UK signs treaty with Jordan to deport Qatada
London: Britain has signed a deal with Jordan to ensure deportation of radical Muslim cleric Abu Qatada to face terrorism charges in his home country.
The mutual assistance treaty has guarantees on fair trials bound within it, Home Secretary Theresa May told MPs in the House of Commons.
"I have signed a comprehensive mutual legal assistance agreement with Jordan," the minister said in Parliament, a day after a Court of Appeal denied the Home Office permission to take Qatada's deportation case to the Supreme Court.
"The agreement also includes a number of fair trial guarantees. These would apply to anyone being deported from either country," May said.
"I believe these guarantees will provide the courts with the assurance that Qatada will not face evidence that might have been obtained by torture, in a retrial in Jordan," she added.
However, the minister admitted that even after ratification of the agreement by both countries, Qatada will still be able to launch a legal appeal, which means it may be months before the radical cleric is deported.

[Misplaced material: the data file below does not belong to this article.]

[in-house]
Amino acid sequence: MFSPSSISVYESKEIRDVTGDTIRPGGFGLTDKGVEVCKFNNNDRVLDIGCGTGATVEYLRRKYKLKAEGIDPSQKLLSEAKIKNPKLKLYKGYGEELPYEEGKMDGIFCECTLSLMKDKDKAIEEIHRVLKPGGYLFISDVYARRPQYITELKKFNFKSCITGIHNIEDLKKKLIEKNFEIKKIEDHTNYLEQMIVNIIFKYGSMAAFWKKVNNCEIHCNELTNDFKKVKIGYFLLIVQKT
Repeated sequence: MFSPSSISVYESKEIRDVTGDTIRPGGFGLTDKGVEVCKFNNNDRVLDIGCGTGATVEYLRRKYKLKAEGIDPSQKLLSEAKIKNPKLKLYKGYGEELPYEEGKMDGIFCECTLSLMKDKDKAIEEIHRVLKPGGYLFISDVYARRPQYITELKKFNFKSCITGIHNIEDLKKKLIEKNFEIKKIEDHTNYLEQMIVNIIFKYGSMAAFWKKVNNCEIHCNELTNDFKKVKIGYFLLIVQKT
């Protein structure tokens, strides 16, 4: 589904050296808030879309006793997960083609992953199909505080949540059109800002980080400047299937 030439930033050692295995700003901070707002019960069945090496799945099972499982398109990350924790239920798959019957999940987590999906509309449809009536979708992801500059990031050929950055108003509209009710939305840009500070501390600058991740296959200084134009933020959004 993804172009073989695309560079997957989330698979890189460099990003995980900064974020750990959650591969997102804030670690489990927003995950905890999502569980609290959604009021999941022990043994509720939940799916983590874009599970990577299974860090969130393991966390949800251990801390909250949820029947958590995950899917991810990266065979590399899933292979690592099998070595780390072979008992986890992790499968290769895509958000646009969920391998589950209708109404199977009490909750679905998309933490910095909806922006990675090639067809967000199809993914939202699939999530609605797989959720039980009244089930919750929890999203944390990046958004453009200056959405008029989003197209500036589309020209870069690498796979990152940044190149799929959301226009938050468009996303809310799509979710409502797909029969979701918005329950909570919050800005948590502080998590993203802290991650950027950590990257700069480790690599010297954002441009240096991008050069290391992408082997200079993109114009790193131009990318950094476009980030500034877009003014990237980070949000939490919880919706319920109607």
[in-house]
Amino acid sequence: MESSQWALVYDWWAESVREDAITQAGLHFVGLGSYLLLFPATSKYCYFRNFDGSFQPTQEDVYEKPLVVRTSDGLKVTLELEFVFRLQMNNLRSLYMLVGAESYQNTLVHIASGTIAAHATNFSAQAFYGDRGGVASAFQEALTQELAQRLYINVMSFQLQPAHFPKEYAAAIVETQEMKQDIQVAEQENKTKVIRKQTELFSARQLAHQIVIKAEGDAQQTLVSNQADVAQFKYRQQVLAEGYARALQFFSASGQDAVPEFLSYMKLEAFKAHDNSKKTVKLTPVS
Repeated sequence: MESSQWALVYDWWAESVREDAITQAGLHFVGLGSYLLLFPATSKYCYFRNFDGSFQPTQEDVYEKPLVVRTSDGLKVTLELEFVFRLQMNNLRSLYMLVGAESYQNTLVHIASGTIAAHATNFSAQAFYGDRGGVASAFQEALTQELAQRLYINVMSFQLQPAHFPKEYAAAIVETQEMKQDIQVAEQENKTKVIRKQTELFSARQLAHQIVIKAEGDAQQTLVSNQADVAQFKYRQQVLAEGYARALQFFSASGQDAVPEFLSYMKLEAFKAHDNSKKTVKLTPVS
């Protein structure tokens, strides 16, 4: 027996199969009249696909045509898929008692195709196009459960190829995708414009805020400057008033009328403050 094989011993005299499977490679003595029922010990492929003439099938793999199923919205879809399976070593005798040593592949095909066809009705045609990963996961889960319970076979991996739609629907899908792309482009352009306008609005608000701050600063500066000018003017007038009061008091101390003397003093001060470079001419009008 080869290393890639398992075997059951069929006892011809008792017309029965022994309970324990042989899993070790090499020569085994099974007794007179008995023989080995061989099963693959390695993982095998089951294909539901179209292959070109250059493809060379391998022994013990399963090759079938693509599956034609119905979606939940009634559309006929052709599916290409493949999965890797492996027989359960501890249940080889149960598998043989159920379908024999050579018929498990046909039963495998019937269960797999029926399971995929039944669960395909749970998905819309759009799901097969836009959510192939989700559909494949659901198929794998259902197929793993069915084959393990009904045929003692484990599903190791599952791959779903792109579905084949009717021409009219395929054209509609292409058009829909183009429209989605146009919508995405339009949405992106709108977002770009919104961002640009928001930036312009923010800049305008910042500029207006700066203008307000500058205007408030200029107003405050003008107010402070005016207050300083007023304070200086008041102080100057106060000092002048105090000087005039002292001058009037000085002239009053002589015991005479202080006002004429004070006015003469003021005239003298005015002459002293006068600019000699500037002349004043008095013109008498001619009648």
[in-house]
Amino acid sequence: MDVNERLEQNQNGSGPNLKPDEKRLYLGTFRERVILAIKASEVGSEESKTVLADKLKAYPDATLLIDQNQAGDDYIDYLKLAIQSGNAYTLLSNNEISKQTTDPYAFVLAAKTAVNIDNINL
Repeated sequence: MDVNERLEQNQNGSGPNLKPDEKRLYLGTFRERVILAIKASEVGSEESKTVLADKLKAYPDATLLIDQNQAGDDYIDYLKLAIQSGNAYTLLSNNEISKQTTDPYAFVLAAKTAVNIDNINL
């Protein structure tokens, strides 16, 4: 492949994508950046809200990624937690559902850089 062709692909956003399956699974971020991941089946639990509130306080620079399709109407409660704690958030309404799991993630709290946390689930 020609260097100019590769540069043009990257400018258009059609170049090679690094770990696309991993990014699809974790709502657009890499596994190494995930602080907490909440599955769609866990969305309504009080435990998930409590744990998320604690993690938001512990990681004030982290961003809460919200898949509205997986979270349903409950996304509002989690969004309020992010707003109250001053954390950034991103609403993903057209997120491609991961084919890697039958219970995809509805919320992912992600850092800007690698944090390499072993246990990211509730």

"In the meantime, I believe Abu Qatada should remain behind bars," May said.
The Special Immigration Appeals Commission (SIAC), which adjudicates on national security-related deportations, had ruled last year that the Islamic preacher should not be removed from the UK because his retrial could be tainted by evidence obtained by torturing the cleric's former co-defendants.
Qatada has been convicted over terrorism charges in absentia in Jordan.
The UK government has been arguing that it had obtained fresh assurances that would guarantee the fair treatment of the preacher on his return to Amman.
The Supreme Court can reconsider the Court of Appeal's latest decision if the judges are convinced there is a "point of law of general public importance".
Meanwhile, Downing Street is also reportedly considering a temporary withdrawal from the European Convention of Human Rights in order to allow for Qatada to be removed from the country.
Asked whether this course of action was on the table, Prime Minister David Cameron's official spokesman told reporters: "We are going to explore every option".